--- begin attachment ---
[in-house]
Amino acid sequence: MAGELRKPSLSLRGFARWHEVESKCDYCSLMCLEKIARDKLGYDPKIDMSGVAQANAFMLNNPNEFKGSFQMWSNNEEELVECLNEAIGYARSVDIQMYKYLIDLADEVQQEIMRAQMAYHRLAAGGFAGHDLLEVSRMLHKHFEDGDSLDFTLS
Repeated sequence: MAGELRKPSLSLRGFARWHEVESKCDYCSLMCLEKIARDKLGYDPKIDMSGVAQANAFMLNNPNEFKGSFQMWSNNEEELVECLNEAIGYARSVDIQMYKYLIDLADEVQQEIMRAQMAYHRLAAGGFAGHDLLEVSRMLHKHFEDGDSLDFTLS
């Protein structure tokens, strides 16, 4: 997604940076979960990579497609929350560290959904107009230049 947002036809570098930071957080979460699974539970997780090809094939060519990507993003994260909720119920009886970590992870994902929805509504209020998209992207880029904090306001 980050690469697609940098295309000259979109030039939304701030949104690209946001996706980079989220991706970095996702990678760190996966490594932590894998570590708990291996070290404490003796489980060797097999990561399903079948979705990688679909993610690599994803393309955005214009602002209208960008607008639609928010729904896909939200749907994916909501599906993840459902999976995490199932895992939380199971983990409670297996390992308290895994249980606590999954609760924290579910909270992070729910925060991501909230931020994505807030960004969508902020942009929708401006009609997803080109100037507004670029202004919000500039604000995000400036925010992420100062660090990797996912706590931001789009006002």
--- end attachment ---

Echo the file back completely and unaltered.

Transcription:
[in-house]
Amino acid sequence: MAGELRKPSLSLRGFARWHEVESKCDYCSLMCLEKIARDKLGYDPKIDMSGVAQANAFMLNNPNEFKGSFQMWSNNEEELVECLNEAIGYARSVDIQMYKYLIDLADEVQQEIMRAQMAYHRLAAGGFAGHDLLEVSRMLHKHFEDGDSLDFTLS
Repeated sequence: MAGELRKPSLSLRGFARWHEVESKCDYCSLMCLEKIARDKLGYDPKIDMSGVAQANAFMLNNPNEFKGSFQMWSNNEEELVECLNEAIGYARSVDIQMYKYLIDLADEVQQEIMRAQMAYHRLAAGGFAGHDLLEVSRMLHKHFEDGDSLDFTLS
């Protein structure tokens, strides 16, 4: 997604940076979960990579497609929350560290959904107009230049 947002036809570098930071957080979460699974539970997780090809094939060519990507993003994260909720119920009886970590992870994902929805509504209020998209992207880029904090306001 980050690469697609940098295309000259979109030039939304701030949104690209946001996706980079989220991706970095996702990678760190996966490594932590894998570590708990291996070290404490003796489980060797097999990561399903079948979705990688679909993610690599994803393309955005214009602002209208960008607008639609928010729904896909939200749907994916909501599906993840459902999976995490199932895992939380199971983990409670297996390992308290895994249980606590999954609760924290579910909270992070729910925060991501909230931020994505807030960004969508902020942009929708401006009609997803080109100037507004670029202004919000500039604000995000400036925010992420100062660090990797996912706590931001789009006002």